16. Titan is going to republish Fun With a Pencil, Creative Illustration, and Drawing the Head and Hands. You can bet I’ll get them!

    Thanks for the info mark! Could you keep us updated when these other titles are back in stock? Otherwise I’ll probably forget…

    – druse

    Btw, I couldn’t sign in. I just installed IE 9, might’ve something to do with it…

  17. Thanks Mark!

    Could you keep us updatd when the other titles arrive?

    Btw, Ignore previous comment, something went wrong.

  18. I dunno. A lot of these women are in heels, have model-like proportions, gorgeous hair. This reminds of of countless other figure books from the 50’s that were de facto pornography. This book is very good for the retired adult male who goes to figure drawing every thursday or feverish young boy.

    Not that this guy is better, but note the difference:

  19. I’ve got a copy of How to Draw the Face and Hands somewhere. It’s quite lovely in a retro way and I am sure they are very good for learning illustration.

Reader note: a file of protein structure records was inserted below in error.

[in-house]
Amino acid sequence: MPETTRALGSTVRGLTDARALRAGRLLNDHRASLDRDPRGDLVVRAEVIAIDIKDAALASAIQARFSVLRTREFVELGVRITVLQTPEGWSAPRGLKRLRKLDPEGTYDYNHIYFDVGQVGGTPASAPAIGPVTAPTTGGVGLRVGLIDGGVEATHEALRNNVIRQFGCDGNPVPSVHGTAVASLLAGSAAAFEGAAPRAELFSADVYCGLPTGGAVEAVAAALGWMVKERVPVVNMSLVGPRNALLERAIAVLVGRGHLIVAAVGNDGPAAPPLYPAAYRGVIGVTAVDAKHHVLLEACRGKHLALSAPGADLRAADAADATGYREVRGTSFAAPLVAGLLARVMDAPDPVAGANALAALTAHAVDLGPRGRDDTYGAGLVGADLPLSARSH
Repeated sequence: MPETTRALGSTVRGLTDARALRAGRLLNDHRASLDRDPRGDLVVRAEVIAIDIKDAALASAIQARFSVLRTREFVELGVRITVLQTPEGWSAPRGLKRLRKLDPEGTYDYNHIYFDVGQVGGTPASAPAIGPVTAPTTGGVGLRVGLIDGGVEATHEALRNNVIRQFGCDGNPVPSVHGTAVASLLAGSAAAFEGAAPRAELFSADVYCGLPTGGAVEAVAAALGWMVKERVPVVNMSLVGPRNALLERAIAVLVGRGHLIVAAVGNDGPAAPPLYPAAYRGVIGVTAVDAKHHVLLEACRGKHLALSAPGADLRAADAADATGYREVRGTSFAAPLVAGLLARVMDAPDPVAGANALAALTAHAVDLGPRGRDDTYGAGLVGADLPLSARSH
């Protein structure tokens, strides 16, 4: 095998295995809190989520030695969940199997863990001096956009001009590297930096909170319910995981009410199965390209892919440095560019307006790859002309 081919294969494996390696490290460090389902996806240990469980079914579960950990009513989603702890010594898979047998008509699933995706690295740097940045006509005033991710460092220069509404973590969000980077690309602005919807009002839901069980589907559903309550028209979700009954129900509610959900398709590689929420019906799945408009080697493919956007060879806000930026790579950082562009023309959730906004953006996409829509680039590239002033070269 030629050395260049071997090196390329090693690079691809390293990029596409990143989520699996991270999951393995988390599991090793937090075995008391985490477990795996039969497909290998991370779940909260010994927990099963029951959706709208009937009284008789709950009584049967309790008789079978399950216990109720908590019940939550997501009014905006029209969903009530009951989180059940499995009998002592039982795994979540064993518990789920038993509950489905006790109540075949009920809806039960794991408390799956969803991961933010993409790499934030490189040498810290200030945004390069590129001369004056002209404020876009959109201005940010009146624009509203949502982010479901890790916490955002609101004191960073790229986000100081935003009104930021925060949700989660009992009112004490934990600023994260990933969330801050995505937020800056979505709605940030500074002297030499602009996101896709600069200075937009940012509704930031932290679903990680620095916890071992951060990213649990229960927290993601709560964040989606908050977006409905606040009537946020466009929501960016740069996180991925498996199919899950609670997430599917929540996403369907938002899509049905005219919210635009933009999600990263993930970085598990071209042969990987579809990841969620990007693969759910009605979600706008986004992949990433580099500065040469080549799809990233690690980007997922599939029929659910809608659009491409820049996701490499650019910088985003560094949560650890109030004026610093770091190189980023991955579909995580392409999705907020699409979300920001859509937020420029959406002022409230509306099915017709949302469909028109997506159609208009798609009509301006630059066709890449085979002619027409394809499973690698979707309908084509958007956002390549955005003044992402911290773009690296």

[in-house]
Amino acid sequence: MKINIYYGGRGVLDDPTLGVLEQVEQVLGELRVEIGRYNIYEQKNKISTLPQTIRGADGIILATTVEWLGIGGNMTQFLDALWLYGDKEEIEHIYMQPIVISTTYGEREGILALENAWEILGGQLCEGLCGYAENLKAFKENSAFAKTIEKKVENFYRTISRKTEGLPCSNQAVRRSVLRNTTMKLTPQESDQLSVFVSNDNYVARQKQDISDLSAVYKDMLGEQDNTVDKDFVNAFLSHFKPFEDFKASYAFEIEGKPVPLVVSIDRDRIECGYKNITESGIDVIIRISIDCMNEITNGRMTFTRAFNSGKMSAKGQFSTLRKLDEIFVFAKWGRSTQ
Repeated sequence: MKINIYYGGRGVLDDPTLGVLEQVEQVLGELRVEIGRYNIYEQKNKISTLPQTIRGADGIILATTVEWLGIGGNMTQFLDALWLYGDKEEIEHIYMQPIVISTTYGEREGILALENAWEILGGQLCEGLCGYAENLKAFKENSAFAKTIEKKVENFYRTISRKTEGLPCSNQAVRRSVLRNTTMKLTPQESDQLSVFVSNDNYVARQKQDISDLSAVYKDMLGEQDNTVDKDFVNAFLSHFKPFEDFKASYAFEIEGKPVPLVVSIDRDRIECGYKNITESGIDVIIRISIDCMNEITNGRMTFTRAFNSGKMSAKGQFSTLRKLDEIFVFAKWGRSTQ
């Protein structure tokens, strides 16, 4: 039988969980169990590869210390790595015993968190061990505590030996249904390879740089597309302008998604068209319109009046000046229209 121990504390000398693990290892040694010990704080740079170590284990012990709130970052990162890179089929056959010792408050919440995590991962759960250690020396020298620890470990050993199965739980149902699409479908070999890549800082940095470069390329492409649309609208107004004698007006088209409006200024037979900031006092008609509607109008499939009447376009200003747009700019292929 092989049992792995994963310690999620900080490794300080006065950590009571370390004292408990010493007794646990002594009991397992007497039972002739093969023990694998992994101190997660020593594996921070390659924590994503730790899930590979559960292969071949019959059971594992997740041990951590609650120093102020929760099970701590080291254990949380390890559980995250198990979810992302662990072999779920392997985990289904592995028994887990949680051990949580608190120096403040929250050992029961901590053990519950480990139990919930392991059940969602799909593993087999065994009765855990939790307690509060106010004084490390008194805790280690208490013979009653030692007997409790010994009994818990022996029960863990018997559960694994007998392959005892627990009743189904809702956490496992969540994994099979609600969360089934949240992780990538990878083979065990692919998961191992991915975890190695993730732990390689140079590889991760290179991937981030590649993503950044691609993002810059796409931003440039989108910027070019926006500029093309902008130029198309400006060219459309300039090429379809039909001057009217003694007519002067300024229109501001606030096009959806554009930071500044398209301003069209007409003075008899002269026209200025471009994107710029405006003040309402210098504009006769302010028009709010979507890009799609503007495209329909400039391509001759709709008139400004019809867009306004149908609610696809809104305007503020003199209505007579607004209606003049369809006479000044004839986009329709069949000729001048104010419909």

However, I remember my two rather brilliant art teachers at high school looking at the book when I brought it in to show them, and laughing. Then they taught me how to draw starting with the spaces between things rather than outlining things themselves. A whole new world opened up.

    1. “Then they taught me how to draw starting with the spaces between things rather than outlining things themselves. A whole new world opened up.”

      Yes, Loomis is excellent if you want to be an illustrator. Nicolaides’ “The Natural Way to Draw” is far superior because it will teach you how to see rather than how to copy.

      Shit copies
      Talent borrows
      Genius steals.

  20. I paid like $2 for an original in perfect condition about 5 years ago. Found it somehow browsing on a used bookstore in Venezuela (of all places). I felt like a pirate stumbling upon a pile of gold.

    I learned to draw with the Loomis pdf’s. It’s great someone it’s getting them on print again. These books are ageless.

  21. Another highly recommended book is Disney Animator Donald Graham’s book Composing Pictures. My used copy was about a hundred dollars, it was reprinted last year in paperback for $ 26.37 (

  22. There are at least 2 of Loomis’ books in print in Spanish. Printed in 2008 in Buenos Aires. In paperback but still nicely done.